The Alberta Court of Appeal determined that Canada Emergency Response Benefit ("CERB") payments are not deductible from wrongful dismissal damages, following an emerging trend from other jurisdictions.
In Oostlander v Cervus Equipment Corporation, 2023 ABCA 13 ("Oostlander"), the Alberta Court of Appeal ("ABCA") held that CERB payments are not deductible from wrongful dismissal damages. In Oostlander, the ABCA adopted the reasoning of the British Columbia Court of Appeal's ("BCCA") recent decision in Yates v Langley Motor Sport Centre Ltd., 2022 BCCA 398 ("Yates").
Key Facts and Trial Decision
The Plaintiff worked as a mechanic for the Defendant employer for 36 years. In May 2018, the Defendant first gave the Plaintiff sixteen months' working notice for termination. However, a few days before the scheduled termination date in September 2019, the Defendant decided to continue the Plaintiff's employment notwithstanding the previous termination notice.
In June 2020, the Defendant suddenly purported to rely on the prior working notice it had provided the Plaintiff, giving the Plaintiff only one month of notice until his termination. The Plaintiff's employment ended in July 2020. The Defendant subsequently offered the Plaintiff another job fifty kilometers away, for the same pay. The Plaintiff rejected the offer and sued for wrongful dismissal.
The trial judge found when the Plaintiff worked passed his initial termination date that the first termination notice was invalidated, such that the working notice the Plaintiff had received up until September 2019 did not factor into his wrongful dismissal damages, which were to be determined based on the termination notice he received in June 2020. Accordingly, the trial judge awarded the Plaintiff twenty-four months' pay in lieu of notice, but deducted the Plaintiff's CERB payments from the award. The trial judge also concluded that the Plaintiff's decision to reject an offer to work a job 50 km away was not a failure by the Plaintiff to mitigate his losses.
The Defendant appealed on the issue of mitigation. The Plaintiff cross-appealed on the deduction of CERB from damages.
The ABCA upheld the trial judge's decision on mitigation. However, the ABCA overturned the trial judge's decision to deduct CERB from damages.
The ABCA adopted the reasoning of the BCCA in Yates. We recently explained the Yates decision in a blog post here. The BCCA examined the issue of whether there was a "compensating advantage" with respect to CERB. Such an issue arises when the benefit received results in compensation beyond the employee's actual loss and either (a) the employee would not have received the benefit but for the employer's breach, or (b) the benefit is intended to be an indemnity for the sort of loss resulting from the employer's breach. The BCCA concluded that while CERB payments were benefits intended to be an indemnity for the loss resulting from the employer's breach, the CERB payments were nonetheless not deductible for various public policy reasons, such as avoiding a defendant employer, who breached the employment contract, receiving a windfall from an income support program designed to benefit workers impacted by the COVID-19 pandemic.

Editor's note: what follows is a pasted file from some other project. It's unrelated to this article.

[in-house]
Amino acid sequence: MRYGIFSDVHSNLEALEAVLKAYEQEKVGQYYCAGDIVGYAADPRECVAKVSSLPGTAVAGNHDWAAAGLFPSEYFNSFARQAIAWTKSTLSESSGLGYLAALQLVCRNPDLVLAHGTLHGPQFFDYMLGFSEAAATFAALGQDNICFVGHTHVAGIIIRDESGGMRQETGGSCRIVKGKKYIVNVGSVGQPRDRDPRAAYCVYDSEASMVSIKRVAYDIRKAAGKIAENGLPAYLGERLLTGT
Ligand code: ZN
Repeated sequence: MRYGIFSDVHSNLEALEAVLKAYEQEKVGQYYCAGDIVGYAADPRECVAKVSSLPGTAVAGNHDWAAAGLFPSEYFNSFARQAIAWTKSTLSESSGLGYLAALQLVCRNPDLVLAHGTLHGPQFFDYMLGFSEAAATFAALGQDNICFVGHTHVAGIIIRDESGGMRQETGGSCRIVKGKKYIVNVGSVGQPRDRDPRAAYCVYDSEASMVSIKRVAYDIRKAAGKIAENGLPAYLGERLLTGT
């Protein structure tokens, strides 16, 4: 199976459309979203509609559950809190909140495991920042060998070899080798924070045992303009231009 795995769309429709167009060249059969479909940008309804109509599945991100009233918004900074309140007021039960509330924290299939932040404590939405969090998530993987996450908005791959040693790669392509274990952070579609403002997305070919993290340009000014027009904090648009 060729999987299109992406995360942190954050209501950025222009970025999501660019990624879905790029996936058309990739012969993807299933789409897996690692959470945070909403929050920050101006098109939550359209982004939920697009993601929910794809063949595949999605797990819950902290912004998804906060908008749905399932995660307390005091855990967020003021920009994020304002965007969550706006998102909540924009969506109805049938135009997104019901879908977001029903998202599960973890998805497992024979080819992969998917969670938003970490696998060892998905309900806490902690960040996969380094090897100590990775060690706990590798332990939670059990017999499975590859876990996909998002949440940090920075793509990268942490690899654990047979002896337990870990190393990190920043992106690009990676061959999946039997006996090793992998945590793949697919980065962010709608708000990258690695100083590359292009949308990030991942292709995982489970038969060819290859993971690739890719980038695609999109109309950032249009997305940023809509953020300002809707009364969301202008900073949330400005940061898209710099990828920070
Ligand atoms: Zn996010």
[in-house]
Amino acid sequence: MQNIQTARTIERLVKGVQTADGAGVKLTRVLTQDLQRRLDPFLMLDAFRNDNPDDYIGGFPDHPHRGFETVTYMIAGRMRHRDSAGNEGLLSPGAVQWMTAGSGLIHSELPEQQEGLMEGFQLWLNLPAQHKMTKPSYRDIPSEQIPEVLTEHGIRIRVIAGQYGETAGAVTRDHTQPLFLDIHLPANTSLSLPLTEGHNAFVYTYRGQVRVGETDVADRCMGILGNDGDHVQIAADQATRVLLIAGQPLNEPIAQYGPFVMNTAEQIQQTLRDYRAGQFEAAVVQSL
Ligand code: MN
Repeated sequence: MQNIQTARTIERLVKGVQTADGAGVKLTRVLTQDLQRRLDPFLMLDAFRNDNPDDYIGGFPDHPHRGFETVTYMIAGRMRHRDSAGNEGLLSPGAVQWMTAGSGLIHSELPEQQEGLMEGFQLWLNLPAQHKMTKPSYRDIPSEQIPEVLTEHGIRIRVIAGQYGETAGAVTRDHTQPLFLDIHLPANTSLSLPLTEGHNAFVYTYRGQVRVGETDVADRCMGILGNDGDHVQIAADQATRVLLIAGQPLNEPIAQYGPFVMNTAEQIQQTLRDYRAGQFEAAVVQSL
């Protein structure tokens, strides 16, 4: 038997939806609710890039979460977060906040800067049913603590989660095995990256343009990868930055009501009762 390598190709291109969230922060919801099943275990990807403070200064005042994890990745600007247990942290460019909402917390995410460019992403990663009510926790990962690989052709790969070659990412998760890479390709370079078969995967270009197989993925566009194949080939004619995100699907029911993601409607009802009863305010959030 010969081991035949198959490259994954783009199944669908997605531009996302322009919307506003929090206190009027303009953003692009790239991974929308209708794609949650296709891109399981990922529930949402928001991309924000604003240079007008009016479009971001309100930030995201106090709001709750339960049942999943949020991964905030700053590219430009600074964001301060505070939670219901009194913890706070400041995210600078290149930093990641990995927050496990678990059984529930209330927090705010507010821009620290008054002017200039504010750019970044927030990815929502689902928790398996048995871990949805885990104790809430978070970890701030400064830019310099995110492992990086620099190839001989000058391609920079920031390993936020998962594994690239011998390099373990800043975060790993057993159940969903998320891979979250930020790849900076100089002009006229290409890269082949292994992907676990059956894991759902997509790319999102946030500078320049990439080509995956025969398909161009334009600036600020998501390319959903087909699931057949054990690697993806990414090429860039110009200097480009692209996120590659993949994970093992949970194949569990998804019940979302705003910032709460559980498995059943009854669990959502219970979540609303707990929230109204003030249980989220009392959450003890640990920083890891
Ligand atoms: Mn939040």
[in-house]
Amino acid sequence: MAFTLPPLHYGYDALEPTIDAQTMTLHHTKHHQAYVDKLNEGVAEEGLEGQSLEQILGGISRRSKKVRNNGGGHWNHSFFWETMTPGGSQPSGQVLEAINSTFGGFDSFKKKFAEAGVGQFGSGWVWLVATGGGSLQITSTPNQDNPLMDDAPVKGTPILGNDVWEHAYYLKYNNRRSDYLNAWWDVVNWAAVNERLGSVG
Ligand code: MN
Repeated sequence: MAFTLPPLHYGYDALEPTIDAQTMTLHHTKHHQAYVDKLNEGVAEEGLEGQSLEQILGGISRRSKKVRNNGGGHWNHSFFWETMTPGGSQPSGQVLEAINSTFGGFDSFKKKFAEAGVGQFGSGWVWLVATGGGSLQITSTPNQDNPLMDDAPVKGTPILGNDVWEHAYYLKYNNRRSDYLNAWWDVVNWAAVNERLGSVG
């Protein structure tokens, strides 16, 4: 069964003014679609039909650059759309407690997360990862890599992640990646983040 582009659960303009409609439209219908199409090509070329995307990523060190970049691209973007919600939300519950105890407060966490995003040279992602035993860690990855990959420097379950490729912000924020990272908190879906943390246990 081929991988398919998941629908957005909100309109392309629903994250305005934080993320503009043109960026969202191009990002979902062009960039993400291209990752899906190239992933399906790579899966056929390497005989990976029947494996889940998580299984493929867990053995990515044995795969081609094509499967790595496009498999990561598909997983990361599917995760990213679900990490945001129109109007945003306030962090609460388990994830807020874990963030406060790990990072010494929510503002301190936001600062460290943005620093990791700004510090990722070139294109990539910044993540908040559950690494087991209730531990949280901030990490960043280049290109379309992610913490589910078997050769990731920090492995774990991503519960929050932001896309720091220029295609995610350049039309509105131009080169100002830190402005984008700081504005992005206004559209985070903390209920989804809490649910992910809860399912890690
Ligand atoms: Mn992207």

The ABCA in Oostlander briefly touched on the "compensating advantage" analysis. Unlike in Yates, the Plaintiff in Oostlander was not dismissed because of the pandemic. Regardless, the ABCA held that the BCCA's conclusions were compelling and broader public policy concerns weighed against deducting CERB from wrongful dismissal damages.
Takeaways for Employers
Oostlander is the second Canadian appellate decision on the issue of CERB deductibility from wrongful dismissal damages. As described in our previous blog on Yates, this decision will be persuasive authority in other jurisdictions because courts in Saskatchewan and Nova Scotia have also ruled CERB payments are not deductible. Ontario has competing authorities on this issue.
Employers in Alberta should take note of this decision, as it may impact outstanding claims by former employees terminated during the pandemic.
The authors would like to acknowledge the assistance of Cameron Penn, articling student, in the preparation of this blog.
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